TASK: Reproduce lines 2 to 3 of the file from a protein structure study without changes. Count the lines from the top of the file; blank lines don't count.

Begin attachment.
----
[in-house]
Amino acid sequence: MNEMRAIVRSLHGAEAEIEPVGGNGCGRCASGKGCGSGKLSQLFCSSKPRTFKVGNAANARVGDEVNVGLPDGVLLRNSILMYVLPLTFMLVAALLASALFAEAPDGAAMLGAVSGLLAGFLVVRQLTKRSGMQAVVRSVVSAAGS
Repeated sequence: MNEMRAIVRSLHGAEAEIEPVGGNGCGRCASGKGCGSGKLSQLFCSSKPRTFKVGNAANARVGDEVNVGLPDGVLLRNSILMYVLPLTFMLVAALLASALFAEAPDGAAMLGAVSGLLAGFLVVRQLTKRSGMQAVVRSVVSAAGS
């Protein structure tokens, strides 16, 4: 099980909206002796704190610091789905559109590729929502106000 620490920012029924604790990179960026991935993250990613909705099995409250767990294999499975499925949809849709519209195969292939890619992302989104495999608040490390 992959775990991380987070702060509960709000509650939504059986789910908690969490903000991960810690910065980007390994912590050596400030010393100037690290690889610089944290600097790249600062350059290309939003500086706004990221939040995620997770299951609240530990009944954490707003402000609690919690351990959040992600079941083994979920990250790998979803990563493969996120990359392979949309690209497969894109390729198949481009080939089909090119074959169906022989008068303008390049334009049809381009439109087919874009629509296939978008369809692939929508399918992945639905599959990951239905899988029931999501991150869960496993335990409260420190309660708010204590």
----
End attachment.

Amino acid sequence: MNEMRAIVRSLHGAEAEIEPVGGNGCGRCASGKGCGSGKLSQLFCSSKPRTFKVGNAANARVGDEVNVGLPDGVLLRNSILMYVLPLTFMLVAALLASALFAEAPDGAAMLGAVSGLLAGFLVVRQLTKRSGMQAVVRSVVSAAGS
Repeated sequence: MNEMRAIVRSLHGAEAEIEPVGGNGCGRCASGKGCGSGKLSQLFCSSKPRTFKVGNAANARVGDEVNVGLPDGVLLRNSILMYVLPLTFMLVAALLASALFAEAPDGAAMLGAVSGLLAGFLVVRQLTKRSGMQAVVRSVVSAAGS